[2] RFC 1035, 2.3.1. Preferred name syntax: http://www.ietf.org/rfc/rfc1035.txt

[3] List of Top Level Domains: http://data.iana.org/TLD/tlds-alpha-by-domain.txt

I think it is very confusing to have the isEmail() method in the specification but in practise it won't work. It took me about half an hour to understand what went wrong. I think validation of user input (and output) is very important, and this issue should be solved soon.

I found the following implentation/explaination of all the things the RFC describes.

http://ilovejackdaniels.com/php/…

I hope this would be usefull.

-- Robert Ros

Ok for what's about Robert give as link.

But it miss completely IDN domain like schlümberger.de or hägi.ch which could be regexp valid as this 2 tld authorize them :-)))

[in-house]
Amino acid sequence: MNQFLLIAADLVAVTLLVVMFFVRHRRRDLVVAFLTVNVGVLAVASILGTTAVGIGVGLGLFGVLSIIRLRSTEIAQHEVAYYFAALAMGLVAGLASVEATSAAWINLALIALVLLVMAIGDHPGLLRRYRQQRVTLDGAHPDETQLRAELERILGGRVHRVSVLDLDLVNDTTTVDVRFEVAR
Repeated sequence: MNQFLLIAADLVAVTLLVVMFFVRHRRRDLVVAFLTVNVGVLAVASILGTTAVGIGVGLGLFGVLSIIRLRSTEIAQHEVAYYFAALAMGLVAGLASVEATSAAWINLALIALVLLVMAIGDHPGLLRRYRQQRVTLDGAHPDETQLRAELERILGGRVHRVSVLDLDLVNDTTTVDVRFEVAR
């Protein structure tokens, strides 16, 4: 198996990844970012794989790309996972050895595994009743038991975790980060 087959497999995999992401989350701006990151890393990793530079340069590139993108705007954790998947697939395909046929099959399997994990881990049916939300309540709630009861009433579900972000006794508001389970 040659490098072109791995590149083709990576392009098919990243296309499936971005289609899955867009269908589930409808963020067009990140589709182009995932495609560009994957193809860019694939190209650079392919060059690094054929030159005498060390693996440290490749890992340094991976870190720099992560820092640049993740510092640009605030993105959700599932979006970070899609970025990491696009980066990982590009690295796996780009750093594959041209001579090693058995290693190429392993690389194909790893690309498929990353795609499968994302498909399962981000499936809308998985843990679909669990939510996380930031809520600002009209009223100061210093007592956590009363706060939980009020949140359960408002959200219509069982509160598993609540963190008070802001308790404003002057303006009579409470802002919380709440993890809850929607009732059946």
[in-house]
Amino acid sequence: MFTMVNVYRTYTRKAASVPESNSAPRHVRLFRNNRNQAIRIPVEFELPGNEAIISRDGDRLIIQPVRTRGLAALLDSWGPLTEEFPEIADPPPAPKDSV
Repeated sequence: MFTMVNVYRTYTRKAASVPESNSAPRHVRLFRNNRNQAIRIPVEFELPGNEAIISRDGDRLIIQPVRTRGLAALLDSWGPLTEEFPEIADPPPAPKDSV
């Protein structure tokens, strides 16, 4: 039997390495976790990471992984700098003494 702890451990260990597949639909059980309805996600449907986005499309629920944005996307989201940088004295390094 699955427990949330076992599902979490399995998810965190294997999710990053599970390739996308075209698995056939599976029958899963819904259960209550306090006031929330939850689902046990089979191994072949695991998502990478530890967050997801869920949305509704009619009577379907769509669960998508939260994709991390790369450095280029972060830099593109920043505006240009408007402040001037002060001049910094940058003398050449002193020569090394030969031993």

And I don't speak about all other language where IDN are in use.

If extended characters are in use, what about the utf-8 and + trouble ? Will primitive used utf aware ?

This updates one of the earlier patches submitted.

Index: library/Zend/Filter.php

--- library/Zend/Filter.php (revision 849) +++ library/Zend/Filter.php (working copy) @@ -239,6 +239,16 @@ /** * @todo RFC 2822 (http://www.ietf.org/rfc/rfc2822.txt) / + $atom = '[-a-z0-9_+!#\$\%\&\'*\/\=\?\^`{|}\~]'; + $domain = '(a-z0-9?)'; + $regex = '/^' . $atom . '+' . '(.' . $atom . '+)\@(' . $domain . '{1,63}.)+' . $domain . '{2,63}$/i'; + + if (preg_match($regex, $value)) + { + return $value; + } + + return false; }

 /**

Note the chaned $atom line. http://tools.ietf.org/html/rfc2822 allows many more characters in the local part than were allowed in the first patch.

Changed to "bug", since documentation and API implies isEmail() and testEmail() work.

Changing fix version to 0.9.0.

If it won't be implemented partially, the documentation should be at least be changed.